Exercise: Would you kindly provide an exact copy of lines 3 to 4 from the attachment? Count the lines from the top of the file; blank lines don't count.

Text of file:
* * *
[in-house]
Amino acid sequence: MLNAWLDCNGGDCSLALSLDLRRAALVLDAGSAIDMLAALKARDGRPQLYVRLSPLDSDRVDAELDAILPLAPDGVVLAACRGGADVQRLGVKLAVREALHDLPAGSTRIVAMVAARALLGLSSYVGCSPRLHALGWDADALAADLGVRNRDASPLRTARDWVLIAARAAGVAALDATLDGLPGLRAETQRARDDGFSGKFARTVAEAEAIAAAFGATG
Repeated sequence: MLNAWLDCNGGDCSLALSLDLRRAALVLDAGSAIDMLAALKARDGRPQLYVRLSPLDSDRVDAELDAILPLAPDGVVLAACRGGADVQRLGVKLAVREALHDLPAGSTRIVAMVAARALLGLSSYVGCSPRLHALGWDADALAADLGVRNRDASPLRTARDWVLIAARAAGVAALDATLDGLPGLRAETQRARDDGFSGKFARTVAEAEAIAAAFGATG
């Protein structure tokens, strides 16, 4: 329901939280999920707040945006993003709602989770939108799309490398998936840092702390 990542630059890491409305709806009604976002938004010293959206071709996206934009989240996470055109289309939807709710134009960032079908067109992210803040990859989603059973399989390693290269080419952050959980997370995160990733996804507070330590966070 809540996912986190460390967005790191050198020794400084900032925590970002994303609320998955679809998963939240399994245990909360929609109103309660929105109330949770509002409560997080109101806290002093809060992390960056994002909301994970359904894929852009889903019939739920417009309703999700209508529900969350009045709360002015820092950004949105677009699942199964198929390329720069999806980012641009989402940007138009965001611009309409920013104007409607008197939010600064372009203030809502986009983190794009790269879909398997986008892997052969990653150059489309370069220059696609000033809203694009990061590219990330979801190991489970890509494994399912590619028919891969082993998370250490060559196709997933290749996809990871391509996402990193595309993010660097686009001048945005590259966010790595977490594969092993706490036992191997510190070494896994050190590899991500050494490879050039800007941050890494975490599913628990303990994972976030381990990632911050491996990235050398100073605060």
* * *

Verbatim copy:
Repeated sequence: MLNAWLDCNGGDCSLALSLDLRRAALVLDAGSAIDMLAALKARDGRPQLYVRLSPLDSDRVDAELDAILPLAPDGVVLAACRGGADVQRLGVKLAVREALHDLPAGSTRIVAMVAARALLGLSSYVGCSPRLHALGWDADALAADLGVRNRDASPLRTARDWVLIAARAAGVAALDATLDGLPGLRAETQRARDDGFSGKFARTVAEAEAIAAAFGATG
């Protein structure tokens, strides 16, 4: 329901939280999920707040945006993003709602989770939108799309490398998936840092702390 990542630059890491409305709806009604976002938004010293959206071709996206934009989240996470055109289309939807709710134009960032079908067109992210803040990859989603059973399989390693290269080419952050959980997370995160990733996804507070330590966070 809540996912986190460390967005790191050198020794400084900032925590970002994303609320998955679809998963939240399994245990909360929609109103309660929105109330949770509002409560997080109101806290002093809060992390960056994002909301994970359904894929852009889903019939739920417009309703999700209508529900969350009045709360002015820092950004949105677009699942199964198929390329720069999806980012641009989402940007138009965001611009309409920013104007409607008197939010600064372009203030809502986009983190794009790269879909398997986008892997052969990653150059489309370069220059696609000033809203694009990061590219990330979801190991489970890509494994399912590619028919891969082993998370250490060559196709997933290749996809990871391509996402990193595309993010660097686009001048945005590259966010790595977490594969092993706490036992191997510190070494896994050190590899991500050494490879050039800007941050890494975490599913628990303990994972976030381990990632911050491996990235050398100073605060």